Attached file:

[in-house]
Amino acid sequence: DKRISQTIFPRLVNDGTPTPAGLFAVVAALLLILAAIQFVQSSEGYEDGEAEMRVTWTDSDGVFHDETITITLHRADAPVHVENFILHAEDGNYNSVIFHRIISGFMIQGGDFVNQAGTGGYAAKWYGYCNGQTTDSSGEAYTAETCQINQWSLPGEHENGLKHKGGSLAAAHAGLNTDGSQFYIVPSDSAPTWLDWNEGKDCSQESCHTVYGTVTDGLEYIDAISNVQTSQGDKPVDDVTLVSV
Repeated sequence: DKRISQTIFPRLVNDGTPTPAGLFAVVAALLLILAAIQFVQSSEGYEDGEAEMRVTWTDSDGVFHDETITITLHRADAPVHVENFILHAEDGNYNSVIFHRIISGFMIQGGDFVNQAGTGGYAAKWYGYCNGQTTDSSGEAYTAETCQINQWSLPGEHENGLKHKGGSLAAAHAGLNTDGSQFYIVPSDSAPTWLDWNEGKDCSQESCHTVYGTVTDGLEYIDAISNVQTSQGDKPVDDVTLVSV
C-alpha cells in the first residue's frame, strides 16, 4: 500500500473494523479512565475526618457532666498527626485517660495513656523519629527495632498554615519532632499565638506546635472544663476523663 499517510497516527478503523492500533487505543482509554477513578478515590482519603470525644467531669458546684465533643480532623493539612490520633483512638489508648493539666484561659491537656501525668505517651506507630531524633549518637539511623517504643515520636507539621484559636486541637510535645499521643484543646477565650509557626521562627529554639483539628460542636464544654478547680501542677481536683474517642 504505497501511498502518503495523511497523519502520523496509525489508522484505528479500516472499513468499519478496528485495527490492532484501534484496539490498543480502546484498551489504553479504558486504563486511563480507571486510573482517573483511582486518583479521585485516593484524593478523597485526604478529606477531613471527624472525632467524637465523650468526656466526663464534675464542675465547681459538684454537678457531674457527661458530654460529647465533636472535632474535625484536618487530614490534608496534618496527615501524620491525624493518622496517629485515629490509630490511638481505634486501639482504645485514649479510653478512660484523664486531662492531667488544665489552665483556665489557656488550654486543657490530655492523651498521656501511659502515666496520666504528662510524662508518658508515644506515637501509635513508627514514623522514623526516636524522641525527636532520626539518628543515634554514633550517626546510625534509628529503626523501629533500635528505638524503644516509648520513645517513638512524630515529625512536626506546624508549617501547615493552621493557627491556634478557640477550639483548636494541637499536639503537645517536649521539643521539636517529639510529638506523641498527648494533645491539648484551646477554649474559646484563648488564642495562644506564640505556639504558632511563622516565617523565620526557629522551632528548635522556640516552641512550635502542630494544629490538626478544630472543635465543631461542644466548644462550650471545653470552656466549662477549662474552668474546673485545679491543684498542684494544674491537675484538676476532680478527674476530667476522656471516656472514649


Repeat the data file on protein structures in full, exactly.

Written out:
[in-house]
Amino acid sequence: DKRISQTIFPRLVNDGTPTPAGLFAVVAALLLILAAIQFVQSSEGYEDGEAEMRVTWTDSDGVFHDETITITLHRADAPVHVENFILHAEDGNYNSVIFHRIISGFMIQGGDFVNQAGTGGYAAKWYGYCNGQTTDSSGEAYTAETCQINQWSLPGEHENGLKHKGGSLAAAHAGLNTDGSQFYIVPSDSAPTWLDWNEGKDCSQESCHTVYGTVTDGLEYIDAISNVQTSQGDKPVDDVTLVSV
Repeated sequence: DKRISQTIFPRLVNDGTPTPAGLFAVVAALLLILAAIQFVQSSEGYEDGEAEMRVTWTDSDGVFHDETITITLHRADAPVHVENFILHAEDGNYNSVIFHRIISGFMIQGGDFVNQAGTGGYAAKWYGYCNGQTTDSSGEAYTAETCQINQWSLPGEHENGLKHKGGSLAAAHAGLNTDGSQFYIVPSDSAPTWLDWNEGKDCSQESCHTVYGTVTDGLEYIDAISNVQTSQGDKPVDDVTLVSV
C-alpha cells in the first residue's frame, strides 16, 4: 500500500473494523479512565475526618457532666498527626485517660495513656523519629527495632498554615519532632499565638506546635472544663476523663 499517510497516527478503523492500533487505543482509554477513578478515590482519603470525644467531669458546684465533643480532623493539612490520633483512638489508648493539666484561659491537656501525668505517651506507630531524633549518637539511623517504643515520636507539621484559636486541637510535645499521643484543646477565650509557626521562627529554639483539628460542636464544654478547680501542677481536683474517642 504505497501511498502518503495523511497523519502520523496509525489508522484505528479500516472499513468499519478496528485495527490492532484501534484496539490498543480502546484498551489504553479504558486504563486511563480507571486510573482517573483511582486518583479521585485516593484524593478523597485526604478529606477531613471527624472525632467524637465523650468526656466526663464534675464542675465547681459538684454537678457531674457527661458530654460529647465533636472535632474535625484536618487530614490534608496534618496527615501524620491525624493518622496517629485515629490509630490511638481505634486501639482504645485514649479510653478512660484523664486531662492531667488544665489552665483556665489557656488550654486543657490530655492523651498521656501511659502515666496520666504528662510524662508518658508515644506515637501509635513508627514514623522514623526516636524522641525527636532520626539518628543515634554514633550517626546510625534509628529503626523501629533500635528505638524503644516509648520513645517513638512524630515529625512536626506546624508549617501547615493552621493557627491556634478557640477550639483548636494541637499536639503537645517536649521539643521539636517529639510529638506523641498527648494533645491539648484551646477554649474559646484563648488564642495562644506564640505556639504558632511563622516565617523565620526557629522551632528548635522556640516552641512550635502542630494544629490538626478544630472543635465543631461542644466548644462550650471545653470552656466549662477549662474552668474546673485545679491543684498542684494544674491537675484538676476532680478527674476530667476522656471516656472514649